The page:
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What to do when parents have little/no contact with their children?

What to do when parents have little/no contact with their children?

Facilitator Best Practice Question:

“I just had a query in relation to parental participation on the Children’s Programme. The next parenting programme we are rolling out is due to begin soon and we have a had a number of parents interested in taking part who have little/ no contact at present with their children due to ongoing custody hearings but have been court-ordered to complete a parenting programme. My question is, do you feel it is appropriate for parents in this situation to take part in the programme?”

Answer: “It is not ideal for a parent to attend a Parents Plus Programme when they have little/ no contact with their children. As the Parents Plus Programmes are practical courses, they are designed for parents who see their children on a daily or at least a weekly basis. Each week, parents are given ‘homework tips’ and strategies that they can try out at home with their children and then report on progress to the group the following week – this is how the Parents Plus model works. Progress would be curtailed greatly if the parents cannot see their children and try out the ideas. Indeed, they may become demoralised in the group if other parents are reporting changes and successes when they have no possibility of doing this. The Parenting when Separated course is somewhat an exception as a lot of the course content is about the parents own personal development and coping, so occasionally some parents with little contact with their children can still attend and benefit (though the ideal is still that they are in contact with their children during the course). This is often the case for fathers applying through the court for contact or guardianship When parents are referred to attend when they have little contact with their children, it is important to explore fruitful ways that they can attend. Sometimes there is an opportunity to use the referral as a chance to set up better contact for the parent. For example, in many situations Parents Plus facilitators have negotiated with the referring social worker for the parent to have increased access to the children during the course, so they can benefit more. Indeed, this can fit with a practical child protection plan that is focused on ensuring the parent has more constructive involvement in the child’s life or when there is desire to test out if the child can be returned to their care. With court referrals there can still be opportunities to negotiate an increased level of contact during the attendance at the group, and many judges will recommend this if it they are informed of this option. The options above do require a high level of negotiation with the statutory services. However, there are also incidences where the parent cannot achieve increased or even some with contact their children and still wants to attend the course. In those instances you can still allow them to attend once you have talked through the issues with them such as how they might feel doing the course, and what they might disclose about their situation in the group. An alternative might be to delay attendance until the next group and to use the intervening time to support them to resolve the issues of contact. For example, you might do a number of individual sessions with them and advocate on their behalf with the services with the aim of starting a group in the near future”.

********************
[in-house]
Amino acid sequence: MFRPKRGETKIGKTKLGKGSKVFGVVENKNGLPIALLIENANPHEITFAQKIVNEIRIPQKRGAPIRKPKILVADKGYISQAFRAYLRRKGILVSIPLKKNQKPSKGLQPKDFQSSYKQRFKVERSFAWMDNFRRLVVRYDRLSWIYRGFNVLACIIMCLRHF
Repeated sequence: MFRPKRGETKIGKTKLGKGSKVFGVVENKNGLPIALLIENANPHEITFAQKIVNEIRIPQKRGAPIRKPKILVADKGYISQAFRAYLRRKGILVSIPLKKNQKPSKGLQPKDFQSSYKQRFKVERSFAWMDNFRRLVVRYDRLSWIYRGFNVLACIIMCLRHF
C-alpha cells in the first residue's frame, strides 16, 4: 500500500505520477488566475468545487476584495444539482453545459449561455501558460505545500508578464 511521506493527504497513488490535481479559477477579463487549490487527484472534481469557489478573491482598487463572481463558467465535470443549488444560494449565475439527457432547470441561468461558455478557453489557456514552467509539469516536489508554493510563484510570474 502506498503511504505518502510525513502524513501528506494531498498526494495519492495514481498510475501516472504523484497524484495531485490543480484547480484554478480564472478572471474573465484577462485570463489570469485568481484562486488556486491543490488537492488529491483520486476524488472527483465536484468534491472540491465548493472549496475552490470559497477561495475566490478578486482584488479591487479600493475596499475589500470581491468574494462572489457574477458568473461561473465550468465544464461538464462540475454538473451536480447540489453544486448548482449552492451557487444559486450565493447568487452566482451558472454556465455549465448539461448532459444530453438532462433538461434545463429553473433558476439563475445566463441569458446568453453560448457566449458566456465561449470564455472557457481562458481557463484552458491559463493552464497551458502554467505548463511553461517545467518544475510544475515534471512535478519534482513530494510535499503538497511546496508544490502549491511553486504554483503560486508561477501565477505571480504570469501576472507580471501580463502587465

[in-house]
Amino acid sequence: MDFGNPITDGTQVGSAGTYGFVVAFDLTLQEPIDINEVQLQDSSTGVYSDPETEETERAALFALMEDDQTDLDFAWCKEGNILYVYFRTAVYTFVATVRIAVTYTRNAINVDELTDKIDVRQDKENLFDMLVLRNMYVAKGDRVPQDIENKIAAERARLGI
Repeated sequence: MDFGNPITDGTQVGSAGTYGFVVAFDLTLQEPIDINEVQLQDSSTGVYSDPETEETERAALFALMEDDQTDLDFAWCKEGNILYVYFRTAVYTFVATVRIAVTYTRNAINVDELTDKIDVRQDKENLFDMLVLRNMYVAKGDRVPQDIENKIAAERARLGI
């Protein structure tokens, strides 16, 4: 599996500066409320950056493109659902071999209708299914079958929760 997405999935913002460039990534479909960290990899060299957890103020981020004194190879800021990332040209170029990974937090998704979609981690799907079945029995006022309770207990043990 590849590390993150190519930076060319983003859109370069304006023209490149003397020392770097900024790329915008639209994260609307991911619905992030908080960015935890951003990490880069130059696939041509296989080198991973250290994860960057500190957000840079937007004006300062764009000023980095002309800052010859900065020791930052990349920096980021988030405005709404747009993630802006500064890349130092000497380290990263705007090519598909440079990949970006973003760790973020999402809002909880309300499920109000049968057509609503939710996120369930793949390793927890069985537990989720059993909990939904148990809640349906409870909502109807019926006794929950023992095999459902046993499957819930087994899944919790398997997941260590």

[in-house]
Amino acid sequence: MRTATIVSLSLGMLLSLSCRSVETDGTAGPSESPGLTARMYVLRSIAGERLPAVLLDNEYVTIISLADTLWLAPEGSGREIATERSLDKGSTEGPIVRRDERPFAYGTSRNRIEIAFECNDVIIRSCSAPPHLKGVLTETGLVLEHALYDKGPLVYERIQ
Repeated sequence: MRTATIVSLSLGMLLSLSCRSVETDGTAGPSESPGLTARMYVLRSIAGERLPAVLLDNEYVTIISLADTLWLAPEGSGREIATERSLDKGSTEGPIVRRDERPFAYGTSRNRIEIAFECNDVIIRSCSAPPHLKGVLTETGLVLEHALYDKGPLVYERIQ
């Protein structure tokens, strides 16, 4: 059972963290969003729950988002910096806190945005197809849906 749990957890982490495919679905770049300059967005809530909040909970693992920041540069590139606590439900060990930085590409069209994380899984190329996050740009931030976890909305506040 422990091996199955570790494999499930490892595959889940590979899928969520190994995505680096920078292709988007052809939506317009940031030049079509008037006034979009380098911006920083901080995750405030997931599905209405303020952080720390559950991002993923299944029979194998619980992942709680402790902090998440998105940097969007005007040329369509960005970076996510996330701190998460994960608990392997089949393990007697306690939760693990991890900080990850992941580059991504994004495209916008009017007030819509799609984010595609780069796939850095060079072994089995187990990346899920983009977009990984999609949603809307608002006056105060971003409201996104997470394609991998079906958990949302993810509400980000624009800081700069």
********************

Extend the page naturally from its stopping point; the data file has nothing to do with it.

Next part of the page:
John Sharry, CEO, Parents Plus